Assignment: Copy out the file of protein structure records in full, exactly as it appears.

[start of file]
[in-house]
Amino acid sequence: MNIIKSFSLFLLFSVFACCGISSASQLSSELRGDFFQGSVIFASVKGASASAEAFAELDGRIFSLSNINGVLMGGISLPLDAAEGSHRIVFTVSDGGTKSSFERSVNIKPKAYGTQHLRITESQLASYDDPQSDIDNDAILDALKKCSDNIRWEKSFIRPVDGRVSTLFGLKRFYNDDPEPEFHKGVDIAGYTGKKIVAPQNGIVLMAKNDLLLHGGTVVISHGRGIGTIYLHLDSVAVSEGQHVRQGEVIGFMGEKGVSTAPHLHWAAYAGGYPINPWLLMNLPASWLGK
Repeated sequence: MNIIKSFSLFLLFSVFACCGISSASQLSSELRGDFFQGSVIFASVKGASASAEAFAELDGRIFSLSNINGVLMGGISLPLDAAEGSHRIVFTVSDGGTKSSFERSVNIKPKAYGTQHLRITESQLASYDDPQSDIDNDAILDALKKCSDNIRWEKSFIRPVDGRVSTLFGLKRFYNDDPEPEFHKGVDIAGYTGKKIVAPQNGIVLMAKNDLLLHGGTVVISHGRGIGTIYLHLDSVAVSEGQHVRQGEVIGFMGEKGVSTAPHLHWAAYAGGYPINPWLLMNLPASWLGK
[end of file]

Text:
[in-house]
Amino acid sequence: MNIIKSFSLFLLFSVFACCGISSASQLSSELRGDFFQGSVIFASVKGASASAEAFAELDGRIFSLSNINGVLMGGISLPLDAAEGSHRIVFTVSDGGTKSSFERSVNIKPKAYGTQHLRITESQLASYDDPQSDIDNDAILDALKKCSDNIRWEKSFIRPVDGRVSTLFGLKRFYNDDPEPEFHKGVDIAGYTGKKIVAPQNGIVLMAKNDLLLHGGTVVISHGRGIGTIYLHLDSVAVSEGQHVRQGEVIGFMGEKGVSTAPHLHWAAYAGGYPINPWLLMNLPASWLGK
Repeated sequence: MNIIKSFSLFLLFSVFACCGISSASQLSSELRGDFFQGSVIFASVKGASASAEAFAELDGRIFSLSNINGVLMGGISLPLDAAEGSHRIVFTVSDGGTKSSFERSVNIKPKAYGTQHLRITESQLASYDDPQSDIDNDAILDALKKCSDNIRWEKSFIRPVDGRVSTLFGLKRFYNDDPEPEFHKGVDIAGYTGKKIVAPQNGIVLMAKNDLLLHGGTVVISHGRGIGTIYLHLDSVAVSEGQHVRQGEVIGFMGEKGVSTAPHLHWAAYAGGYPINPWLLMNLPASWLGK